Any aggregator in developed markets faces competition from 3G, cable and/or DSL and independent or other national/regional WBB service providers. This may further stimulate NextWave and others to pursue their spectrum integration efforts and bid on new spectrum auctions. And small spectrum holders, of which there are several hundred around the world, may be encouraged to develop more aggressive plans which to get funding, build networks, join roaming and service alliances and do their own roll-up acquisitions of other spectrum holders.

Where Do Sprint & Clearwire Go from Here?

Sprint has not needed Clearwire nearly as much as Clearwire could benefit from Sprint. Sprint has 90 MHz of nationwide 2.5 GHz spectrum including 90%+ of metropolitan areas. And the company has forged content and service alliances that are more easily assembled by a company of their size and which has synergistic 3G network deployments.

Sprint has not left the party entirely: Sprint Nextel president of strategic planning Keith Cowan said, "We look forward to working with Clearwire on opportunities such as roaming and standards."

Sprint is rolling out WiMAX and will provide advanced services over the next 2 years. That network will have a much different appeal to customers than Clearwire’s NextNet based services: it will have over 50 fixed, nomadic, portable and mobile devices available in 2008 including, by the end of the year, embedded laptops and ultra-portables. That will give Sprint the clear market advantage over their rivals but also opens the door wider for Clearwire to step into when it looks convenient. Do not expect Sprint to so willingly help their fellow competition unless they are equally willing to pay the cost of doing the trail-blazing work along side them.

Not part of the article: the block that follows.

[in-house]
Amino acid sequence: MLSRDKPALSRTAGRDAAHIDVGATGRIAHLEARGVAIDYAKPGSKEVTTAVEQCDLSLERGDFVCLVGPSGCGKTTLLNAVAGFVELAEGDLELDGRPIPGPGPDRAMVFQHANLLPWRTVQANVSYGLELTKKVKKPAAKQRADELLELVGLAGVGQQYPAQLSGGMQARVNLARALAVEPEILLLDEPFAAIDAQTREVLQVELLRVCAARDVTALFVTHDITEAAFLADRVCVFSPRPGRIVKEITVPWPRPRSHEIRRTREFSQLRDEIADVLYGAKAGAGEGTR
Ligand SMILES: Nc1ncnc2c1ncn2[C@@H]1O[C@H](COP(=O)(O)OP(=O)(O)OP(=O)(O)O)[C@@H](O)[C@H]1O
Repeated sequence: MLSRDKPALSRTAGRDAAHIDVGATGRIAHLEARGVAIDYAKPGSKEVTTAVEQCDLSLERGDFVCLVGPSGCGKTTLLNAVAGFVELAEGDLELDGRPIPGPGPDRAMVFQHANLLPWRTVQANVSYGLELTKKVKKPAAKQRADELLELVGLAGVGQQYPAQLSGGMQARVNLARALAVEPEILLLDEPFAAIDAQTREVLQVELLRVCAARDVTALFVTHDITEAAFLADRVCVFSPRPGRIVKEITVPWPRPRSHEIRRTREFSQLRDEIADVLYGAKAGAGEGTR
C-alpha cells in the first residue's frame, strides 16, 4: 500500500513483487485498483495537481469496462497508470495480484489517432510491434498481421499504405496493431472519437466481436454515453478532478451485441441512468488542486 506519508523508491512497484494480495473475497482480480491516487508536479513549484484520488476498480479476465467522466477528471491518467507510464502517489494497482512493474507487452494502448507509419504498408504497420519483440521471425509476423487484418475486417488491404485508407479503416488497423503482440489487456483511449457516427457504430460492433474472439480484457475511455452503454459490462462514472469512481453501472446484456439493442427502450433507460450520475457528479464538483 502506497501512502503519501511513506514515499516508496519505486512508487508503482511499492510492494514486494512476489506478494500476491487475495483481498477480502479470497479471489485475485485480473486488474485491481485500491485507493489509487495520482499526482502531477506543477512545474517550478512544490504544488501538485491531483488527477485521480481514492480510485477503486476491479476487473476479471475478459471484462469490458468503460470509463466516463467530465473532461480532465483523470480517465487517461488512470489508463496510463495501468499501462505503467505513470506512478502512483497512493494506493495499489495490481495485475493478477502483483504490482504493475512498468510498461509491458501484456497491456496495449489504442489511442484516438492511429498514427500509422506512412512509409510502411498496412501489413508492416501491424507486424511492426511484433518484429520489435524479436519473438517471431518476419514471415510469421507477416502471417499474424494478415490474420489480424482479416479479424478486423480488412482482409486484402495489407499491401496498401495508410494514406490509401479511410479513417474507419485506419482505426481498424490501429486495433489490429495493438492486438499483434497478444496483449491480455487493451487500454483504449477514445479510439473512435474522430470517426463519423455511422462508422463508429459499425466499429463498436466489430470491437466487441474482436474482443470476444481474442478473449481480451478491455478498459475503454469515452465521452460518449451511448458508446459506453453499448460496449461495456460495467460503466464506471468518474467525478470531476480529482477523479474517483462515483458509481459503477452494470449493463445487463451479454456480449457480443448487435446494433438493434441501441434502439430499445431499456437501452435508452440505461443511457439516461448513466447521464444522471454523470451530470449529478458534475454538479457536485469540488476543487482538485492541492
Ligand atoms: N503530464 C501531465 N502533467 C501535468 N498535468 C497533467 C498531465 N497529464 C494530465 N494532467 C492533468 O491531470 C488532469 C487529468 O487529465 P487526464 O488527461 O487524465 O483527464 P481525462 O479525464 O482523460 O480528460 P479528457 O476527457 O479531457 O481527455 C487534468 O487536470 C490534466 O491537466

Sprint is not a similar spectrum roll-up strategy as Clearwire. Their success would set the agenda for a new generation of wireless competition among incumbent operators and not so much set the expectations for doing spectrum roll-ups and proving the alternative network service provider growth strategy. The large spectrum holder proposition cannot be similarly duplicated around the world in a granular fashion. The Clearwire example could become a major trend for hundreds to thousands of small independents being amalgamated through acquisitions or forging larger coverage areas through agreement to provide common sets of services with attractively priced and easy to use roaming. A major cause for moving to WiMAX and all IP environments is to enable more ubiquitous roaming and always connected services including attractive location and rich media content. This does not depend on Clearwire but their example is important for WiMAX by just showing that the spectrum can be turned into a profitable business plan in itself that others then follow with more capable WiMAX enabled services.

Maravedis is aware of hundreds of operators around he world which we tract in WiMAXCoutns.com database and analyze regularly in our reports. Are others preparing to follow Clearwire and Sprint’s lead? In a word, yes. Several spectrum holders, aggregators and operators are watching, planning and starting to deploy.